TOKYO -- Japanese materials maker Toray Industries looks to start mass production of polyester made entirely from plants, a breakthrough poised to cut reliance on petroleum and slash carbon emissions, Nikkei has learned.
Toray developed what is being described as the world's first 100% plant-based polyester jointly with Virent, a U.S. biofuels startup. Production is set to begin in the early part of this decade, people familiar with the matter said.
Textiles have come under global scrutiny for their large carbon footprint. Polyesters in particular account for 80% of chemical fibers produced worldwide.
Ethical concerns are pushing apparel companies to shift away from petroleum-based fibers. H&M said last year that it will switch completely to sustainable materials by 2030.
"In the U.S. and Europe, you are increasingly unable to do business unless you use environmentally friendly material," said the head of a Japanese textiles trading firm.
Fast Retailing, the Japanese operator of casualwear chain Uniqlo, already uses biofibers in some of its products. In January, the group joined the United Nations Fashion Industry Charter for Climate Action, which targets a 30% reduction in greenhouse gas emissions from the sector by 2030. More than 90 companies have signed on to the charter.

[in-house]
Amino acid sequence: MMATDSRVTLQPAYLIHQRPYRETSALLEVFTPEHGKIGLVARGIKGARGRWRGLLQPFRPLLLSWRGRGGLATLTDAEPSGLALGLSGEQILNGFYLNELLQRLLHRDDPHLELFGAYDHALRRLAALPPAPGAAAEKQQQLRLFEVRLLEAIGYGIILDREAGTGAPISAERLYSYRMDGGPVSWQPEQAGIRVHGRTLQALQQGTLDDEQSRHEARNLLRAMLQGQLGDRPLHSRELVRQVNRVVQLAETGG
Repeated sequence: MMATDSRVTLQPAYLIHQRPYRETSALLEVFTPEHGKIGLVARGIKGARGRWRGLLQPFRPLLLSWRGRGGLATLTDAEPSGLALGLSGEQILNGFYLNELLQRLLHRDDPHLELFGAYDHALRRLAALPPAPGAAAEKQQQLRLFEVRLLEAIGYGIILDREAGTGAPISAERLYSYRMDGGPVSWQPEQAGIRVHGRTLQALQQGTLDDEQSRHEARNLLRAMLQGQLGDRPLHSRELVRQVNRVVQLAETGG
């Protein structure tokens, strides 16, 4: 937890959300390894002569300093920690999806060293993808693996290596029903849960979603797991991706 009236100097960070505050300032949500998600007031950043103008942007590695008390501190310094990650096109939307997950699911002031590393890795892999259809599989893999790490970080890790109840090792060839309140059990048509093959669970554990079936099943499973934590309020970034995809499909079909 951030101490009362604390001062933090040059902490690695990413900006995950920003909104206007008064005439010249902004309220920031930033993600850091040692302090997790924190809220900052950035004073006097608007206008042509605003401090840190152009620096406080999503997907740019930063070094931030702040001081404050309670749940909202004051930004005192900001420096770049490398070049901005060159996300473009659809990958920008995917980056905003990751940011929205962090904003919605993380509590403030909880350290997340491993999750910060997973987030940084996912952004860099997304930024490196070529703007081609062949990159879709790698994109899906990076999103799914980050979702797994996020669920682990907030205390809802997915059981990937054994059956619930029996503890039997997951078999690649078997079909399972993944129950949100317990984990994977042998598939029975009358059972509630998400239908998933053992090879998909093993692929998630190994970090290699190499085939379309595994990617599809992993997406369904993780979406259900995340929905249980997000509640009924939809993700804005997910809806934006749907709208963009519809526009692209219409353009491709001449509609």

Both the terephthalic acid and ethylene glycol that form polyester are derived from petroleum. Technology already exists to extract ethylene glycol from sugarcane, and Toray uses the plant-based alternative in some of the fibers it sells.
Virent is able to create a biologically derived version of terephthalic acid, which constitutes 70% of polyester content. Inedible portions of sugarcane and corn apparently will be processed to make the chemical.
The plant-based fiber is said to have the same durability and ease of processing as conventional polyesters. Toray and Virent envision the material being used in sportswear, automotive interiors and other products.
Toray, Japan's biggest textile company by sales, plans to quadruple supplies of environmentally friendly material by fiscal 2030 compared with fiscal 2013 as demand for such products grows.
In the U.K. alone, purchases of ethical clothing rose 16% in 2018 to 50 million pounds ($65 million) -- 12 and a half times as much as in 1999, according to Ethical Consumer, a magazine.